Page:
A quarter of Spanish researchers in UK consider leaving

Over a quarter of Spanish researchers in the UK (26%) are considering leaving within the next year, a survey by the Spanish academic society in the country shows.

The figure emerges from the latest survey carried out by Spanish Researchers in the UK (SRUK/CERU), which has been polling its members since 2017. Brexit still weighs heavily on the life – and decisions about the future – of Spanish researchers. Among those intending to leave, 74% fear a “talent brain” due to the UK withdrawal from the EU that could impact the research environment.

More than half of respondents (52%) planning to leave said they would return to Spain, while 30% would go to another EU country and 17% would move outside the EU.

A small proportion of participants in the survey had already left and 90% said a return to the UK would be “unlikely or very unlikely,” according to the research.

‘Considerable impact’

A large majority of respondents (80%) reported feeling affected by Brexit. The most cited reasons were the economic situation, changes in the rights of EU residents in the UK, bureaucracy, the cost of living, the ability to hire team members or host international students, as well as the increase in academic fees.

Since Brexit, EU students have to pay international fees to enroll in UK universities, instead of the around £9,000 applicable to local students.

Other difficulties mentioned by respondents were the costs and the bureaucracy of the visa process, and restrictions for partners and family members.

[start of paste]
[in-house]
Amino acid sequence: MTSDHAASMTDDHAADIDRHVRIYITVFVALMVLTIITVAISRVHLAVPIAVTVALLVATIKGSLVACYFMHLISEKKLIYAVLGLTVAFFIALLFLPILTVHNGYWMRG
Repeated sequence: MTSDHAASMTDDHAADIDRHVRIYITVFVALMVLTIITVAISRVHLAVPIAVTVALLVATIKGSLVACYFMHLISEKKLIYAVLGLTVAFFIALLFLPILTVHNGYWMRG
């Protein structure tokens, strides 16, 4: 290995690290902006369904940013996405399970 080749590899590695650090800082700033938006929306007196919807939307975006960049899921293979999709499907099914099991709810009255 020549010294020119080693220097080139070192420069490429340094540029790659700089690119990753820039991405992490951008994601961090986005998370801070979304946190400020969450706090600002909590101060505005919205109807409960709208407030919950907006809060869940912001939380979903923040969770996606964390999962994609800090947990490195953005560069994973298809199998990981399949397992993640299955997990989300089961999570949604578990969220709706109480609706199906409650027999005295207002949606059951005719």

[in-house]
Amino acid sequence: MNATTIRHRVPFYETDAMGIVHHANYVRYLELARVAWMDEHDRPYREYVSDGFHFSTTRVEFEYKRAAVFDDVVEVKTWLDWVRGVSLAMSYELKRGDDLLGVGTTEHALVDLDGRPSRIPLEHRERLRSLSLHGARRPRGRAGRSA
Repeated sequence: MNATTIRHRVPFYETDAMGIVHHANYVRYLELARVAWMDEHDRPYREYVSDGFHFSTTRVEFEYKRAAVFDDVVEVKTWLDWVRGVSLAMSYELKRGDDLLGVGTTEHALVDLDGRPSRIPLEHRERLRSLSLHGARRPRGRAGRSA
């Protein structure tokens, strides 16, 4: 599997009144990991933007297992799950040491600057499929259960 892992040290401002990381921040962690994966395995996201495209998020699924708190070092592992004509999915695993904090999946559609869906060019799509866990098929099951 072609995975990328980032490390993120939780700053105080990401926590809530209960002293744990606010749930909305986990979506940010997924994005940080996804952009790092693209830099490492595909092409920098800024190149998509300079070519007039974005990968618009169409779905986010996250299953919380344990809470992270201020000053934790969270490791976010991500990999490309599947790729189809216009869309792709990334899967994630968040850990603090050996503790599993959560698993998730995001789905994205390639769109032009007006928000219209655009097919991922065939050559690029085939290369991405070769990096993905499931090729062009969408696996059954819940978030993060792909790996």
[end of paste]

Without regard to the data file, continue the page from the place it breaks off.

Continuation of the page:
Spanish researchers also found the UK less attractive compared to when they first arrived. Those who have been longer in the country were more likely to say they now find it less appealing.

The most cited reason (80%) was the immigration policy, followed by the political and economic situation.

Immigration measures that cause greatest concern are the increase of the health surcharge, the fee foreign residents have to pay to access public healthcare that recently jumped from £624 to £1,035, and the minimum salary for the skilled worker visa, which has risen from £26,200 to £38,700.

The survey was carried out in April, after the UK re-joined the EU’s research programme Horizon. Nevertheless, Spanish researchers still think that the UK research ecosystem is less attractive than in the past.

In this case the main reasons are economic conditions, career progression opportunities and access to research funding, including retaining project leadership. Some participants also noted more discrimination and racism post-Brexit.

The survey asked participants if they could identify a positive outcome of Brexit. Three quarters of respondents (76%) could not mention any. Those who identified positive results mentioned more flexibility in legislation, for example in the areas of agriculture, genome editing, genetically modified crops and biomedical products. Others highlighted less competition in finding jobs.

SRUK, which has almost 800 members, is among the organisations that have set up CONNECTS-UK, a professional network of EU academics in the country. The project aims to “bridge the gap created by Brexit” by promoting EU-UK collaboration in the sciences.

Data published by Universities UK, the body representing the country’s higher education sector, shows that of the 233,930 people employed in UK universities in 2021-2022, 16% of academic staff and 8% of non-academic staff had an EU nationality.

Claudia Delpero © Europe Street News

Photo by José-Joaquín Blasco Muñoz, Luca Cabrini, European Union, 2018

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